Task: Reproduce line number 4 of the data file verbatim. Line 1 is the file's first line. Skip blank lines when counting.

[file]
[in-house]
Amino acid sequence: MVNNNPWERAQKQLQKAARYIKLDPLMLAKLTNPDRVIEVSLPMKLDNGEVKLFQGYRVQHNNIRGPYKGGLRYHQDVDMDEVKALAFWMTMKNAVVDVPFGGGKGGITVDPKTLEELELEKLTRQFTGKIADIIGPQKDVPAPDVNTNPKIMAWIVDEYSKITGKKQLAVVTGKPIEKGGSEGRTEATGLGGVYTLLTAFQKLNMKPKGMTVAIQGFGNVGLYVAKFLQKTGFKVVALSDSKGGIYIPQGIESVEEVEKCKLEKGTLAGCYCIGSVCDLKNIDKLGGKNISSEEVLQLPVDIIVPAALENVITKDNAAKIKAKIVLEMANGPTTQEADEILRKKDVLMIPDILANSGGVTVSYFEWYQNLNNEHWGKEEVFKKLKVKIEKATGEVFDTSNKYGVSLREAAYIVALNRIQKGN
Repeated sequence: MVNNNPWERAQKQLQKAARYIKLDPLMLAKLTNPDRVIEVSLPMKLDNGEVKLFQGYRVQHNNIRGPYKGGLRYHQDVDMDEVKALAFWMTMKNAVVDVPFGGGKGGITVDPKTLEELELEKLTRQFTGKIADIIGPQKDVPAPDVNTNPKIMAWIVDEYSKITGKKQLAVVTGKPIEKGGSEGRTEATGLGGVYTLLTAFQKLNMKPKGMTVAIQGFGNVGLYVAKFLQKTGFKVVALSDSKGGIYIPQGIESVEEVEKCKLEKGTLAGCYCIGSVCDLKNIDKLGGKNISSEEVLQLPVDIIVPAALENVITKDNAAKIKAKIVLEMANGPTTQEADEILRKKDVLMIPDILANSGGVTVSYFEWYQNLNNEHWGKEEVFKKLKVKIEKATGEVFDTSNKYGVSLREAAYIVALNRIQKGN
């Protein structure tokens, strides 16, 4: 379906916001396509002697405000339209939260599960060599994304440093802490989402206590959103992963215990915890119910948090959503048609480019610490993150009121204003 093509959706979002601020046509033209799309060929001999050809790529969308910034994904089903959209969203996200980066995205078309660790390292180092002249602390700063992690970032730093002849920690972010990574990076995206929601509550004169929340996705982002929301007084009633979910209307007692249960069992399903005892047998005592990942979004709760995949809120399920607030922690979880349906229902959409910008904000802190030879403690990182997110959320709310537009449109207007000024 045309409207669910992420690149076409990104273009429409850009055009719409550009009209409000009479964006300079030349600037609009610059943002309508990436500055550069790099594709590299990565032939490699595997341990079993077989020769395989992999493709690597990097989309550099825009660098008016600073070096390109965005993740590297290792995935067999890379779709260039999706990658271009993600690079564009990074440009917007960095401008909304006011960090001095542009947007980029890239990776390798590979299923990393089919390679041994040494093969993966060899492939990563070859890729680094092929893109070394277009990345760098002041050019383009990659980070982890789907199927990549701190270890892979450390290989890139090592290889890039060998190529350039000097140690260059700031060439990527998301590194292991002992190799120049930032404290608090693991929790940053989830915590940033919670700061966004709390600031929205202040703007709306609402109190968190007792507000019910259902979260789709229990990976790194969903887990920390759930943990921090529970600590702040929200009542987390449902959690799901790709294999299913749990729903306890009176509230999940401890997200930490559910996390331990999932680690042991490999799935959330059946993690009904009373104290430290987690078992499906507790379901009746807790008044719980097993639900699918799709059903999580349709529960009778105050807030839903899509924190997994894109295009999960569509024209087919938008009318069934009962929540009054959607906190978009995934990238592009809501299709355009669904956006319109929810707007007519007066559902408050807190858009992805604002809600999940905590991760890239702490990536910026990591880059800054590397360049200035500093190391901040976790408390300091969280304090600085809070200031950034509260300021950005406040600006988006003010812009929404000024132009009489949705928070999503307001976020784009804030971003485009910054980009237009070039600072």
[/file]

């Protein structure tokens, strides 16, 4: 379906916001396509002697405000339209939260599960060599994304440093802490989402206590959103992963215990915890119910948090959503048609480019610490993150009121204003 093509959706979002601020046509033209799309060929001999050809790529969308910034994904089903959209969203996200980066995205078309660790390292180092002249602390700063992690970032730093002849920690972010990574990076995206929601509550004169929340996705982002929301007084009633979910209307007692249960069992399903005892047998005592990942979004709760995949809120399920607030922690979880349906229902959409910008904000802190030879403690990182997110959320709310537009449109207007000024 045309409207669910992420690149076409990104273009429409850009055009719409550009009209409000009479964006300079030349600037609009610059943002309508990436500055550069790099594709590299990565032939490699595997341990079993077989020769395989992999493709690597990097989309550099825009660098008016600073070096390109965005993740590297290792995935067999890379779709260039999706990658271009993600690079564009990074440009917007960095401008909304006011960090001095542009947007980029890239990776390798590979299923990393089919390679041994040494093969993966060899492939990563070859890729680094092929893109070394277009990345760098002041050019383009990659980070982890789907199927990549701190270890892979450390290989890139090592290889890039060998190529350039000097140690260059700031060439990527998301590194292991002992190799120049930032404290608090693991929790940053989830915590940033919670700061966004709390600031929205202040703007709306609402109190968190007792507000019910259902979260789709229990990976790194969903887990920390759930943990921090529970600590702040929200009542987390449902959690799901790709294999299913749990729903306890009176509230999940401890997200930490559910996390331990999932680690042991490999799935959330059946993690009904009373104290430290987690078992499906507790379901009746807790008044719980097993639900699918799709059903999580349709529960009778105050807030839903899509924190997994894109295009999960569509024209087919938008009318069934009962929540009054959607906190978009995934990238592009809501299709355009669904956006319109929810707007007519007066559902408050807190858009992805604002809600999940905590991760890239702490990536910026990591880059800054590397360049200035500093190391901040976790408390300091969280304090600085809070200031950034509260300021950005406040600006988006003010812009929404000024132009009489949705928070999503307001976020784009804030971003485009910054980009237009070039600072």